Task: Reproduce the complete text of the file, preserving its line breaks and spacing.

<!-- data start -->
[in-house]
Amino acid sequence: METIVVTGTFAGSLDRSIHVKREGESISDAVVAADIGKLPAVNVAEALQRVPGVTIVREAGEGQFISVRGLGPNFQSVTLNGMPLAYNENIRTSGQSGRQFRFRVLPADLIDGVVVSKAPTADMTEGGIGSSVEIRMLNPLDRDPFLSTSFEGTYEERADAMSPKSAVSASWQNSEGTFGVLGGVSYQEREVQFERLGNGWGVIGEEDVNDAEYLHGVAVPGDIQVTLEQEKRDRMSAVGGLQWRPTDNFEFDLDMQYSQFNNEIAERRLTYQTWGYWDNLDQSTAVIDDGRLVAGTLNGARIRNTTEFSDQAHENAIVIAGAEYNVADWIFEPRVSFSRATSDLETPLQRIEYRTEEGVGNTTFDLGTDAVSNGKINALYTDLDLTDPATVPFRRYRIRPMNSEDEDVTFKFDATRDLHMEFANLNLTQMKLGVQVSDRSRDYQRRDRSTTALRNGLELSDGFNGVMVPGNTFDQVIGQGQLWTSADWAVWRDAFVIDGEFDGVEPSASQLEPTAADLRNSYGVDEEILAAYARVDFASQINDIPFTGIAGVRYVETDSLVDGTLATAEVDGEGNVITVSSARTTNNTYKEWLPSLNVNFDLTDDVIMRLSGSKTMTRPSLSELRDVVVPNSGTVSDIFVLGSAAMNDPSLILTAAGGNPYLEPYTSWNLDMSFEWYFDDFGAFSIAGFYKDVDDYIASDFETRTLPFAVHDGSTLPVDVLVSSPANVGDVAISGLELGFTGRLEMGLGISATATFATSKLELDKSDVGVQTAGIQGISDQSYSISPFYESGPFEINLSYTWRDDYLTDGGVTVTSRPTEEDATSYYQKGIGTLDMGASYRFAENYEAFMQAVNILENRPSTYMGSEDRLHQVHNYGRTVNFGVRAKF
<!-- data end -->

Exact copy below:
[in-house]
Amino acid sequence: METIVVTGTFAGSLDRSIHVKREGESISDAVVAADIGKLPAVNVAEALQRVPGVTIVREAGEGQFISVRGLGPNFQSVTLNGMPLAYNENIRTSGQSGRQFRFRVLPADLIDGVVVSKAPTADMTEGGIGSSVEIRMLNPLDRDPFLSTSFEGTYEERADAMSPKSAVSASWQNSEGTFGVLGGVSYQEREVQFERLGNGWGVIGEEDVNDAEYLHGVAVPGDIQVTLEQEKRDRMSAVGGLQWRPTDNFEFDLDMQYSQFNNEIAERRLTYQTWGYWDNLDQSTAVIDDGRLVAGTLNGARIRNTTEFSDQAHENAIVIAGAEYNVADWIFEPRVSFSRATSDLETPLQRIEYRTEEGVGNTTFDLGTDAVSNGKINALYTDLDLTDPATVPFRRYRIRPMNSEDEDVTFKFDATRDLHMEFANLNLTQMKLGVQVSDRSRDYQRRDRSTTALRNGLELSDGFNGVMVPGNTFDQVIGQGQLWTSADWAVWRDAFVIDGEFDGVEPSASQLEPTAADLRNSYGVDEEILAAYARVDFASQINDIPFTGIAGVRYVETDSLVDGTLATAEVDGEGNVITVSSARTTNNTYKEWLPSLNVNFDLTDDVIMRLSGSKTMTRPSLSELRDVVVPNSGTVSDIFVLGSAAMNDPSLILTAAGGNPYLEPYTSWNLDMSFEWYFDDFGAFSIAGFYKDVDDYIASDFETRTLPFAVHDGSTLPVDVLVSSPANVGDVAISGLELGFTGRLEMGLGISATATFATSKLELDKSDVGVQTAGIQGISDQSYSISPFYESGPFEINLSYTWRDDYLTDGGVTVTSRPTEEDATSYYQKGIGTLDMGASYRFAENYEAFMQAVNILENRPSTYMGSEDRLHQVHNYGRTVNFGVRAKF